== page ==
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Old 06-29-2013, 12:43 AM   #121
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I think the answer to your question is no....cannot remove the screw without losing the washer and nut in this case. The units came with their own screws without nuts, but I was concerned about the swiss cheese effect, and that they might not have a lot of holding power...which would then lead to premature leaks.

I see your point regarding possible hail damage, and the need to remove. But I think the covers are able to be removed without taking out the whole unit. In the case of catastrophic failure, where the whole unit needs to be removed, I would probably just go up to the next size of machine screw sans washer and nut and call it good.

Note to self: Must purchase and travel with large galvanized buckets to cover and protect Fantastic Vents during hail storms.....LOL.
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Old 07-08-2013, 10:55 PM   #122
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Preparing for Launch

Spent the day raising the shell to its pre-rejoining-with-the-frame height. I thought it was way up there when I removed the frame without the wheel wells last Fall. Now it's going to seem REALLY high with the wheel wells re-installed. And of course....severe thunderstorms in the forecast for late tonight and tomorrow afternoon. I hope it doesn't fly away on me.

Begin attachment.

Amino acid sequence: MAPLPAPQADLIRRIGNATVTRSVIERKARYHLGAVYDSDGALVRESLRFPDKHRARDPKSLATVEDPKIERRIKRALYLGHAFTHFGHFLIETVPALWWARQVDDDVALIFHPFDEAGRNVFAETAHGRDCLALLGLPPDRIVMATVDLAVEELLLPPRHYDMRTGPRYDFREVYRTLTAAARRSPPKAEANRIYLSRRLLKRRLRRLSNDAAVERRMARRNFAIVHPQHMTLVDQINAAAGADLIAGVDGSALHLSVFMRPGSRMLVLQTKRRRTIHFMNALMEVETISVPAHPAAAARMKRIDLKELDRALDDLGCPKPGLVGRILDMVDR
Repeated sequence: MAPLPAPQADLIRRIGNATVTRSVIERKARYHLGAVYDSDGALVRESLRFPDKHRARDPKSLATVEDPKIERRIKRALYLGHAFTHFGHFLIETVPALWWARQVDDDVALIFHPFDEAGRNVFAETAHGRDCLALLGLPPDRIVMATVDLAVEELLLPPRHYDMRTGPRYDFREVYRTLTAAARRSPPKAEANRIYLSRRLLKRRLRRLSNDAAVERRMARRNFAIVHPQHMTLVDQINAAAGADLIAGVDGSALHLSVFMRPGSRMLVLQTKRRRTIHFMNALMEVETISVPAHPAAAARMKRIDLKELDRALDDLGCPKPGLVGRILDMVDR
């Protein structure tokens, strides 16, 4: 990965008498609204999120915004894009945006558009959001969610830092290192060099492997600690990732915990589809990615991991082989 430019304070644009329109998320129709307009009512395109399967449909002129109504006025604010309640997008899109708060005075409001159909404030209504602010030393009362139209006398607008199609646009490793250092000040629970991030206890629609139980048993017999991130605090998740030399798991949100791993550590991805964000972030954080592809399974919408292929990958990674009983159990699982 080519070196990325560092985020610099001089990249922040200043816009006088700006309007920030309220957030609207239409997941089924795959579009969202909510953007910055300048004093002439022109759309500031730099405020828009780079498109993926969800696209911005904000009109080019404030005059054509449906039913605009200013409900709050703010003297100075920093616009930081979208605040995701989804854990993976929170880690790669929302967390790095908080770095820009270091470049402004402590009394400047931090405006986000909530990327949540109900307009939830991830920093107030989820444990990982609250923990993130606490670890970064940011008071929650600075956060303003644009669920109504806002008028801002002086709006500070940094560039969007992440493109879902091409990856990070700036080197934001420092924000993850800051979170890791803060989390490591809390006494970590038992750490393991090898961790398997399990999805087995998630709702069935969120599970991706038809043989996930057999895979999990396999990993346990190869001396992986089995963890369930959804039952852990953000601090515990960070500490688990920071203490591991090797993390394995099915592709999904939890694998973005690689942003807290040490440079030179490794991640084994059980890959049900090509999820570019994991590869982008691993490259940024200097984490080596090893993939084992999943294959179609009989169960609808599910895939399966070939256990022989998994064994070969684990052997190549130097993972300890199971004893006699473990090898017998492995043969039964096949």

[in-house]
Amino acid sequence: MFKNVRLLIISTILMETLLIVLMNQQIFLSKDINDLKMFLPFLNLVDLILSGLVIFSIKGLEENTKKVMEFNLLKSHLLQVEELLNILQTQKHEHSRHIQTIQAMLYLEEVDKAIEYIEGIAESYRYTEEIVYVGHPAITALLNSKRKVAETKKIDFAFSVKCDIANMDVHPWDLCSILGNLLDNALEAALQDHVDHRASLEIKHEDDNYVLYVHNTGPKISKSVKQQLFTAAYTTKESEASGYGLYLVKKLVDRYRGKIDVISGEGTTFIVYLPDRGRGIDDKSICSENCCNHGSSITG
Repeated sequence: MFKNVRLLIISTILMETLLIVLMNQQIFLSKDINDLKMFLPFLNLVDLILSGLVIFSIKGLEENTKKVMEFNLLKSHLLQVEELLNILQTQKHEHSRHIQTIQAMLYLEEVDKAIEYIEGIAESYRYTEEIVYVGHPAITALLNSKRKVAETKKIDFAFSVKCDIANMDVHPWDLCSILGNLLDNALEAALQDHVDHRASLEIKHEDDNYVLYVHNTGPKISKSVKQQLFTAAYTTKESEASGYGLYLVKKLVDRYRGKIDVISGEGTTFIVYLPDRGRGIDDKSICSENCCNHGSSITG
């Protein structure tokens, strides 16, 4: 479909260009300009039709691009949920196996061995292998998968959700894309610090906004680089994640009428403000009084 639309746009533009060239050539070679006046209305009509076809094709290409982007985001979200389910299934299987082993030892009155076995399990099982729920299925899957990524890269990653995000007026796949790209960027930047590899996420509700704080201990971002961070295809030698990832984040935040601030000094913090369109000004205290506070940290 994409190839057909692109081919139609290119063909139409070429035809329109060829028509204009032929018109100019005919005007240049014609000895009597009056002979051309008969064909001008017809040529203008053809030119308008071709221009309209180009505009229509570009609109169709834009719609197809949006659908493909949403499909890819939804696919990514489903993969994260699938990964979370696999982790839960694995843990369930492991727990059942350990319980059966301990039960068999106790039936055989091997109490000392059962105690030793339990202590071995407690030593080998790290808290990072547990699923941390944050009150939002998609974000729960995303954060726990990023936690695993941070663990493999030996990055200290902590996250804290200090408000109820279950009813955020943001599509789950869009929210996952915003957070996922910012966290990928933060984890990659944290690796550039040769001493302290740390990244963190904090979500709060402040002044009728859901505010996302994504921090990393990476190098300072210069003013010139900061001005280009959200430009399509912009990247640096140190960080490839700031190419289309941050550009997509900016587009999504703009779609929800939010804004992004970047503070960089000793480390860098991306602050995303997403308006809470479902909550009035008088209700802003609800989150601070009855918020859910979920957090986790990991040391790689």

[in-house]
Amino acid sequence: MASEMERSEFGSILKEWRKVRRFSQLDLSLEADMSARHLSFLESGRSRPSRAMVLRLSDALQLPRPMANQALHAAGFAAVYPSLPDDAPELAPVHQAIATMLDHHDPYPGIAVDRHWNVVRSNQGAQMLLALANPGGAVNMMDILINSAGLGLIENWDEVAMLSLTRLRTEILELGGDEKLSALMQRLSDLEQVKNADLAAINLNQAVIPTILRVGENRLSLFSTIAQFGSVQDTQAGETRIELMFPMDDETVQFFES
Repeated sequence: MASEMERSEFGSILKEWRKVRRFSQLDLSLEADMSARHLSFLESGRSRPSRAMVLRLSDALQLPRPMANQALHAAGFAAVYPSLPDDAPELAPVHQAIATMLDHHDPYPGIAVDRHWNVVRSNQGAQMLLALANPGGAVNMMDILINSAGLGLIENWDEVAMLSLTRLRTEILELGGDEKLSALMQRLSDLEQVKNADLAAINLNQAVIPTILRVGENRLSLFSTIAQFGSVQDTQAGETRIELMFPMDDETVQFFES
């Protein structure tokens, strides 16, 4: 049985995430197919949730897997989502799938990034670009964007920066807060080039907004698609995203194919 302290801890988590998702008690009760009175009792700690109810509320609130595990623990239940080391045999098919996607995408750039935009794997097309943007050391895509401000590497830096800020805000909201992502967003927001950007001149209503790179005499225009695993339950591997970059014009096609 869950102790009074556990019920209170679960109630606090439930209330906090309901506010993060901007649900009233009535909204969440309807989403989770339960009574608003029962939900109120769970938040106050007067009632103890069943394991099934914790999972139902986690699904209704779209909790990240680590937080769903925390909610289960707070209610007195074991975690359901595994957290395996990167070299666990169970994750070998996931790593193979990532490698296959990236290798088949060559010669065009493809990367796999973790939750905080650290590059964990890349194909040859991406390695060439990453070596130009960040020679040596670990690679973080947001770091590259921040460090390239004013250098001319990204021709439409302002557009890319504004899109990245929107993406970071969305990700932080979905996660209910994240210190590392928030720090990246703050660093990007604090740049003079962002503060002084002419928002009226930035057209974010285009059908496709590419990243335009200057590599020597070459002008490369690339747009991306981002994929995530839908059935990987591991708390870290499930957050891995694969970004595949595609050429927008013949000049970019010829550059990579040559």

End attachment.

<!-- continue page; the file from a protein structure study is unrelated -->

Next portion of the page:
Need to take the bull by the horns and get the shell back on, so I can take the rig to have the a/c installed....to plug up that last big hole in the roof. I earlier installed 2 auto-Fantastic Fans front and rear, and a manual FF fan with a smokey cover for a skylight amidships. As for other holes, I replaced the old TV antenna with a Jack HDTV antenna...and the nearby hole for the old antenna cable, I plugged with an external WiFi antenna mount. Did my first Olympic rivets on the roof too, where several were found popped. So far so good with the rivet gun.

So, sometime this week, I hope to be able to back the frame under the shell, which is likely to be a very difficult and tense job, since the AS is on a very narrow alley....and my angle of attack is pretty tight. But I am hopeful I will be able to get it done, if I go slow.

I will be much relieved when this part of the project is done..... Please send positive vibes my way.

Thanks
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Old 07-10-2013, 08:12 PM   #123
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Near Touchdown

Gathered my courage today to raise the shell (45 inches) and re-unite it with the frame. I guess after you have done it once to remove the frame, it's not such a big deal. But it got a little hairy when I had to stack cinder blocks on one side for support because of the proximity to the neighbor's garage....not enough room for a more sturdy platform. There wasn't much room to maneuver the truck and the frame in the alley either, but I managed to get it more or less under the shell without knocking it off its pillions. Then a couple helpful neighbors assisted in muscling it into place. The sun was starting to set, so I lowered the shell as far as the bottle jacks would allow, and tied it off for the weekend.